The scene beam 22 may also be enlarged by a negative lens 27 and is directed toward an object 30 to be recorded. The light scattered by the object 30 is then also recorded on the recording medium 25. Interference between the waves scattered from the object 39 and the reference beam 2] permits to record both the amplitude and the phase of the scattered scene beam to permit the usual reconstruction of the object by the light of a suitable reference beam.

A light diffuser 31 may optionally be interposed into the path of the scene beam, preferably between the negative lens 27 and the object 30. The diffuser preferably is so constructed that the apparent light source does not appear too large. In other words, light diffuser 31 should preferentially scatter in the forward direction. Such a light diffuser may readily by obtained by a ground glass diffuser having a thin coating of a lacquer with substantially the same index of refraction as that of the glass of the diffuser 31.

The operation of the holographic apparatus of the invention will now be discussed and particularly that of the laser 10. As mentioned before, the lasing linewidth of a ruby laser is 0.25 A. Thus referring to FIG. 2, curve 33 illustrates the gain of a ruby laser such as shown at 10 as a function of wavelength. This, of course, is the natural lasing linewidth of the ruby. A resonant reflector, such as Fabry-Perot etalon produces a gain or reflectivity which is periodic function of wavelength such as shown by curve 34 of FIG. 2. This is due to the fact that light reflects from both outer surfaces of a resonant reflector slab such as 16 or from two such slabs such as shown at 16 and 17. Thus high gain is only obtained for certain wavelengths or frequencies for which the reflections from the two surfaces add. For other wavelengths the two reflections cancel producing substantially zero intensity.

The effective thickness of the resonant reflector is the optical thickness which is the product of the physical thickness and the index of refraction. The index of refraction for quartz is 1.46 and that of sapphire is 1.76. Accordingly it will be seen that a sapphire resonant reflector has a greater optical thickness and also a higher reflectivity of light due to its higher index of refraction.

It has now been found in accordance with the present invention that by using a resonant reflector of a suitable thickness it is possible to select two or more wavelengths or frequencies within the lasing linewidth of the laser. This is shown by curve 35 of FIG. 2 which illustrates the gain resulting from the contributions of both the laser and the resonant reflector. Dotted line 36 indicates the lasing threshold. Thus by properly selecting the optical thickness of the resonant reflector it is feasible to select two or more frequencies within the curve 33, that is, within the natural lasing linewidth. For certain choices of resonator thickness there will be several frequencies above the lasing threshold which can produce the desirable effect of sharpening the appearance of the contour lines in the holo-- where A, is one of the frequencies k is the other frequency and A) is the frequency difference. Accordingly it will be seen from formula I. that the spacing between adjacent range con tours is inversely proportional to the difference in wavelength.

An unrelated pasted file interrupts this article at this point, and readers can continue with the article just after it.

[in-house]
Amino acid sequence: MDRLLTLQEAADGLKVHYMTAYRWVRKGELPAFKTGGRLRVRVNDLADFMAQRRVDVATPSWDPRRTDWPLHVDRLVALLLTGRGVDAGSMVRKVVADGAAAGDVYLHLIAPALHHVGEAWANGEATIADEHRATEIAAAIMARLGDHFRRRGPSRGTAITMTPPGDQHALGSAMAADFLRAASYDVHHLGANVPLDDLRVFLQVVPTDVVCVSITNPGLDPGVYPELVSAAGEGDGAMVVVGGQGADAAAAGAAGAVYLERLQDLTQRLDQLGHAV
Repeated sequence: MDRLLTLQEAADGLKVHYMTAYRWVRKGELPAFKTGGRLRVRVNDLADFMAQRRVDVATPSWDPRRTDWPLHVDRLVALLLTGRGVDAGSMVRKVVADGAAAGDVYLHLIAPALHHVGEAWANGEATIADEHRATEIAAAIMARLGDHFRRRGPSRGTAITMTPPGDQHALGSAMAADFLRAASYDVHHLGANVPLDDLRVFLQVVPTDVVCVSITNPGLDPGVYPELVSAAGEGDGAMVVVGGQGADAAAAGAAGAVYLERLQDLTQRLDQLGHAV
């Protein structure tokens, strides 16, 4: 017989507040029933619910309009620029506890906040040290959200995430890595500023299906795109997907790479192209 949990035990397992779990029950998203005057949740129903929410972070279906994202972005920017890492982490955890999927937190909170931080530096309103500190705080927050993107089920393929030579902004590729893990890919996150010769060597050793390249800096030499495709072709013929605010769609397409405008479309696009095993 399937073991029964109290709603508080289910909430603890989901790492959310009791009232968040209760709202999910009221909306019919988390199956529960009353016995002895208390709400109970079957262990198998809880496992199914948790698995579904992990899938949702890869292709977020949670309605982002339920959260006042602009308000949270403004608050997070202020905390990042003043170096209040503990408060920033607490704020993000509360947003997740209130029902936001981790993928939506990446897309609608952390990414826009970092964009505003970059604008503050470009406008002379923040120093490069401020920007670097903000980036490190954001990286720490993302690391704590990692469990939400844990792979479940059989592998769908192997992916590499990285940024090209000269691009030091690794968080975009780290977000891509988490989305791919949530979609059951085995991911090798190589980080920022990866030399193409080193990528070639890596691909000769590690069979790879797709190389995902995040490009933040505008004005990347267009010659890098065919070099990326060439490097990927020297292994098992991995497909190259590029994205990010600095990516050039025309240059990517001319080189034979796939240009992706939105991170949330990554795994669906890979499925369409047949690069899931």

As pointed our in applicants paper above referred to, photographs of holographic images have been obtained with contour spacings of 77 millimeters and 23 millimeters. Thus, in other words, contour spacings of 5 millimeters and more may be obtained, the smallest spacing depending on the lasing linewidth, which is 0.25 A in the case ofa ruby laser.

It may also be mentioned that the entire optical cavity generates a periodic gain curve of the type shown by curve 34, but having very close spacings so it is substantially invisible. It has also been found that the contour spacing exactly equals the optical thickness of the resonator.

In order to obtain maximum contrast, that is, to maximize the visibility of the contour fringes, it is feasible to adjust the entire length of the optical cavity to be an integral of the optical length of the resonant reflector. However this is not essential and contour fringes without such adjustment of the total length of the optical cavity have been obtained. It may also be necessary for good contrast to control the temperature of the laser, for example, to 5" C. Furthermore as shown in applicants paper above referred to, it is possible to provide more than two sets of range contours by utilizing more than two wavelengths.

Finally it should be mentioned that the laser may also be Q- switched in a conventional manner, for example, by electrically controlling the plane of polarization through a Q- switched Kerr cell. Alternatively, it is feasible to use an additional mode selector, such as a dye cell which may contain cryptocyanine. Good results have been obtained with and without Q-switching and with and without a dye cell.

Prior art lasers have been used with a resonant reflector in the resonant cavity of the laser. However, it was always the aim to operate the laserin such a way that only a single frequency or wavelength is generated. Accordingly the thickness of the reflector of prior art lasers was chosen so that only one maximum of the reflectivity curve is contained within the lasing linewidth of the laser. In accordance with the present invention the usefulness of obtaining radiation of several separate wavelengths has been recognized. As explained hereinabove, this may be achieved by using a resonant reflector which is sufficiently thick so that several maxima of the reflectivity curve are contained within the lasing linewidth.